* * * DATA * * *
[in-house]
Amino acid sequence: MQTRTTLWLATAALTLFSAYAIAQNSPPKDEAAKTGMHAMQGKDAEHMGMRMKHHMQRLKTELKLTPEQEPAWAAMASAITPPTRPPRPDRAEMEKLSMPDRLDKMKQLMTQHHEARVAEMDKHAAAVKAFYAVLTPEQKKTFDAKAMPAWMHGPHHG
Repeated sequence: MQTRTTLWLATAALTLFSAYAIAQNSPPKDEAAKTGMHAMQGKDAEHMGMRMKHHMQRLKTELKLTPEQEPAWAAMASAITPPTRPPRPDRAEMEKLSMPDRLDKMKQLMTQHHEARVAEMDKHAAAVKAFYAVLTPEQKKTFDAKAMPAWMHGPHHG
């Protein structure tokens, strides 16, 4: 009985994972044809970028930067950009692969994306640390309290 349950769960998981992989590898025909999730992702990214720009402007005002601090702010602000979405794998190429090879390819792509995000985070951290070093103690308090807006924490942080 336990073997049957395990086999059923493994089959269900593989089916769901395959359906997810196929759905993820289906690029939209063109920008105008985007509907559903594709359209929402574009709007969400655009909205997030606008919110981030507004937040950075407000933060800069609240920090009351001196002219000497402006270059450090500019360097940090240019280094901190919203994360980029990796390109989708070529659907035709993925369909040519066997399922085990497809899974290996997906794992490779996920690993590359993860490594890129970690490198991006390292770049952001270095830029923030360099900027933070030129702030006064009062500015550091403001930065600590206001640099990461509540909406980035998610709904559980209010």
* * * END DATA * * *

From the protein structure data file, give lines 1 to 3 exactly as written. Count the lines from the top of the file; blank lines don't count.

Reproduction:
[in-house]
Amino acid sequence: MQTRTTLWLATAALTLFSAYAIAQNSPPKDEAAKTGMHAMQGKDAEHMGMRMKHHMQRLKTELKLTPEQEPAWAAMASAITPPTRPPRPDRAEMEKLSMPDRLDKMKQLMTQHHEARVAEMDKHAAAVKAFYAVLTPEQKKTFDAKAMPAWMHGPHHG
Repeated sequence: MQTRTTLWLATAALTLFSAYAIAQNSPPKDEAAKTGMHAMQGKDAEHMGMRMKHHMQRLKTELKLTPEQEPAWAAMASAITPPTRPPRPDRAEMEKLSMPDRLDKMKQLMTQHHEARVAEMDKHAAAVKAFYAVLTPEQKKTFDAKAMPAWMHGPHHG